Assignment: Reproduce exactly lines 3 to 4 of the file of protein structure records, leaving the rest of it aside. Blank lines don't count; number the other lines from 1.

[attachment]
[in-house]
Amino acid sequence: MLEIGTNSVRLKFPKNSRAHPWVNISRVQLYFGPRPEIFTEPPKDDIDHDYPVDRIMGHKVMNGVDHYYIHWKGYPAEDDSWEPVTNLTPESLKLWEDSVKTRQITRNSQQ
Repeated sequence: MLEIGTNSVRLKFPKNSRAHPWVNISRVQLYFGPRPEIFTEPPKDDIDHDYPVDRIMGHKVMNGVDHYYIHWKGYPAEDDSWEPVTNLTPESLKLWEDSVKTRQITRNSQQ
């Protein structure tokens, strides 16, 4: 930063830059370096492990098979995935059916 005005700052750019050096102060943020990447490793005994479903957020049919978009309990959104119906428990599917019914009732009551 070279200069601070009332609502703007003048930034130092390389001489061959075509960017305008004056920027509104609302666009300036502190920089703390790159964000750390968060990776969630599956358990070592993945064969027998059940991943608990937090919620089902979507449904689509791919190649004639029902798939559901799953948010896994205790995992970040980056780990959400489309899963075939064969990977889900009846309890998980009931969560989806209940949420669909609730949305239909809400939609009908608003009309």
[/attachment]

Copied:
Repeated sequence: MLEIGTNSVRLKFPKNSRAHPWVNISRVQLYFGPRPEIFTEPPKDDIDHDYPVDRIMGHKVMNGVDHYYIHWKGYPAEDDSWEPVTNLTPESLKLWEDSVKTRQITRNSQQ
């Protein structure tokens, strides 16, 4: 930063830059370096492990098979995935059916 005005700052750019050096102060943020990447490793005994479903957020049919978009309990959104119906428990599917019914009732009551 070279200069601070009332609502703007003048930034130092390389001489061959075509960017305008004056920027509104609302666009300036502190920089703390790159964000750390968060990776969630599956358990070592993945064969027998059940991943608990937090919620089902979507449904689509791919190649004639029902798939559901799953948010896994205790995992970040980056780990959400489309899963075939064969990977889900009846309890998980009931969560989806209940949420669909609730949305239909809400939609009908608003009309």